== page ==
How did the Pentagon's F-35 fighter jet program, which was originally thought up as a way to cut costs, end up becoming the most expensive weapons program in history?
Mackenzie Eaglen, a resident fellow at the American Enterprise Institute, says policymakers boxed themselves into this expensive fighter jet. "By canceling the F-22 air superiority fighter," Eaglen said, "it made the F-35 fighter the only fighter option available to the Pentagon."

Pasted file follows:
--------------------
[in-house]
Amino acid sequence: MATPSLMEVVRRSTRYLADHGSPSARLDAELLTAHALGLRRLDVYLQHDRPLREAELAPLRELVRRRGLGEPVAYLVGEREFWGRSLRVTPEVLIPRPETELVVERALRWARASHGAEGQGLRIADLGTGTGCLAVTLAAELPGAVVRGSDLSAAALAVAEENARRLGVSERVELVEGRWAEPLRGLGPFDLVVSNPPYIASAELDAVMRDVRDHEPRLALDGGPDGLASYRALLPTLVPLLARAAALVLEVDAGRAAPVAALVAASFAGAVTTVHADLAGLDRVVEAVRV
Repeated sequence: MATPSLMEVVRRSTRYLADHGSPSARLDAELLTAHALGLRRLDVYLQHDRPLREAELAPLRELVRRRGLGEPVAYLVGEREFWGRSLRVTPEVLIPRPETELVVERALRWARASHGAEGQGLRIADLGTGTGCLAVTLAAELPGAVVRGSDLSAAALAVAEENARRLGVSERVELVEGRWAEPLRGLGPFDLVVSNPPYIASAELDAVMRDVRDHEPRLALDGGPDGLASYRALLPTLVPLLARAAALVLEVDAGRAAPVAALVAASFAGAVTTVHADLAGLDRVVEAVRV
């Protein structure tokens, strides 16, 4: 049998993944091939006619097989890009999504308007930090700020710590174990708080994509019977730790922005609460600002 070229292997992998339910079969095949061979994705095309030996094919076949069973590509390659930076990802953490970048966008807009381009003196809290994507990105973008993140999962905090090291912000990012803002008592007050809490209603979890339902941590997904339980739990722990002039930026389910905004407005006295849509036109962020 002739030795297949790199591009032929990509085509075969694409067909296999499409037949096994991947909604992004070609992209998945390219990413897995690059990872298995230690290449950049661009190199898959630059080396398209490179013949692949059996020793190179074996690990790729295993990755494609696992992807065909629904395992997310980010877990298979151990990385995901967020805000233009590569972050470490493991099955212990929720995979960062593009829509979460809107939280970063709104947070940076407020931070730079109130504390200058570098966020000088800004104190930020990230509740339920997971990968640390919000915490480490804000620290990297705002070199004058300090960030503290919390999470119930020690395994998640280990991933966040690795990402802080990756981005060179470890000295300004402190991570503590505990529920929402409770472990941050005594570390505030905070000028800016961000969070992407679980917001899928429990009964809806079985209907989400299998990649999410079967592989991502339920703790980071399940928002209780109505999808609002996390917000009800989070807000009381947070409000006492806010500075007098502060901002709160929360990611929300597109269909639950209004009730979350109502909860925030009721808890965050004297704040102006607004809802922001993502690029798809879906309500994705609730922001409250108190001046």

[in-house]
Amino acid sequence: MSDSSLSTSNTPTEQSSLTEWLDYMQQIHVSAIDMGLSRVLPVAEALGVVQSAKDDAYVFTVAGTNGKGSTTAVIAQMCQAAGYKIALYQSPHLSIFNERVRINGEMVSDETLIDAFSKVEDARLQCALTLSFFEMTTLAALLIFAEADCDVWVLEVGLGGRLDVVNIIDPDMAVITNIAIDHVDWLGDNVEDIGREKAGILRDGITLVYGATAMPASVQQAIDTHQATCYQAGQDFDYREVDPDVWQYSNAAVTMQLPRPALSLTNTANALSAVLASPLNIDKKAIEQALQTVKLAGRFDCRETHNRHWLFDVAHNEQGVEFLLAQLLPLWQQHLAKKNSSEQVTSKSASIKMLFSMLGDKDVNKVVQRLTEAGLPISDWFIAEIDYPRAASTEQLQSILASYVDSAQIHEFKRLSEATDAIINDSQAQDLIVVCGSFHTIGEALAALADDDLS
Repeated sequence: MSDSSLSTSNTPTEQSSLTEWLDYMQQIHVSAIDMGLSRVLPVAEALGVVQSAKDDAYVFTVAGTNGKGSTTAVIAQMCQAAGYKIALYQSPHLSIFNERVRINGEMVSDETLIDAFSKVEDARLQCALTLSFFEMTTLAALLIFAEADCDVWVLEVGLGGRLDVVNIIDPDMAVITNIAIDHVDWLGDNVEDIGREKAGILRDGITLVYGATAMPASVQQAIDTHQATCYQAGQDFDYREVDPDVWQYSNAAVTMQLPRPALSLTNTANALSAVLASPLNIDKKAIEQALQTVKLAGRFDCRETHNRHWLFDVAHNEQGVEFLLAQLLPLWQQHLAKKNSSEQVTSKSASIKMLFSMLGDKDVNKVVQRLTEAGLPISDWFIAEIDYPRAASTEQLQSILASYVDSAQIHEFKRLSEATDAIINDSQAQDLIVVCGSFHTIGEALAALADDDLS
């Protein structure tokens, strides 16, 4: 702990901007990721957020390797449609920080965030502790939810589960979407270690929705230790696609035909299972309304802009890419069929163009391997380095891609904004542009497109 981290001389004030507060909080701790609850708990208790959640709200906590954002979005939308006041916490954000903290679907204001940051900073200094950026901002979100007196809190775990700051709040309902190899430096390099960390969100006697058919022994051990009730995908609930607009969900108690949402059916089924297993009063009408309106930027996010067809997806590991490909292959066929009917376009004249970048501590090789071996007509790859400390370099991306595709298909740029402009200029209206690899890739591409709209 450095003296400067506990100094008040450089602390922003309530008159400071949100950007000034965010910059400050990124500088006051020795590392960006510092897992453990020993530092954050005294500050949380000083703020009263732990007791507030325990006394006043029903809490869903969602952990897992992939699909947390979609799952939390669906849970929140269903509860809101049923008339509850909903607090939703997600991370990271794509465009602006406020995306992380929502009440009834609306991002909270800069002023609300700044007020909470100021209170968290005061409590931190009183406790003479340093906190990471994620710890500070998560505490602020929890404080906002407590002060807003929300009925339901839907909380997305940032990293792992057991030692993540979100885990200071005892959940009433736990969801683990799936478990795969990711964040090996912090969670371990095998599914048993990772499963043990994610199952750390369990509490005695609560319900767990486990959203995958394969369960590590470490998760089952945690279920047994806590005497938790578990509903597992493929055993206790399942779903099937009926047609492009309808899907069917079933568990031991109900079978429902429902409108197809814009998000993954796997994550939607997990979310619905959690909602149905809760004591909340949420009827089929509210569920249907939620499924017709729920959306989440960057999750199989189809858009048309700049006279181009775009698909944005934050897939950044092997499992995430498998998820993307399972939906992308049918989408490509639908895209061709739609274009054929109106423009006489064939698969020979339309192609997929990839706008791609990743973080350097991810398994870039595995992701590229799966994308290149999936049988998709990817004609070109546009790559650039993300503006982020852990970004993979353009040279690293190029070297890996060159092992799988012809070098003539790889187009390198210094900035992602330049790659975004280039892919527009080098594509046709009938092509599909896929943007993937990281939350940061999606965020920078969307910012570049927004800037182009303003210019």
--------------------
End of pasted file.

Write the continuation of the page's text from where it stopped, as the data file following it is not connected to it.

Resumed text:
Eaglen says the original concept behind the JSF program—that creating a single, unified aircraft for all branches of the military would lower costs—has been discredited. "It's never truly joint; these are fraternal twins," Eaglen said.
Ben FitzGerald, Senior Fellow and Director of the Technology and National Security Program at the Center for a New American Security, says today the debate all centers around one question: "how do we manage the cost."
Canceling the F-35 is no longer an option, he said, because the Pentagon has put all its eggs in one basket.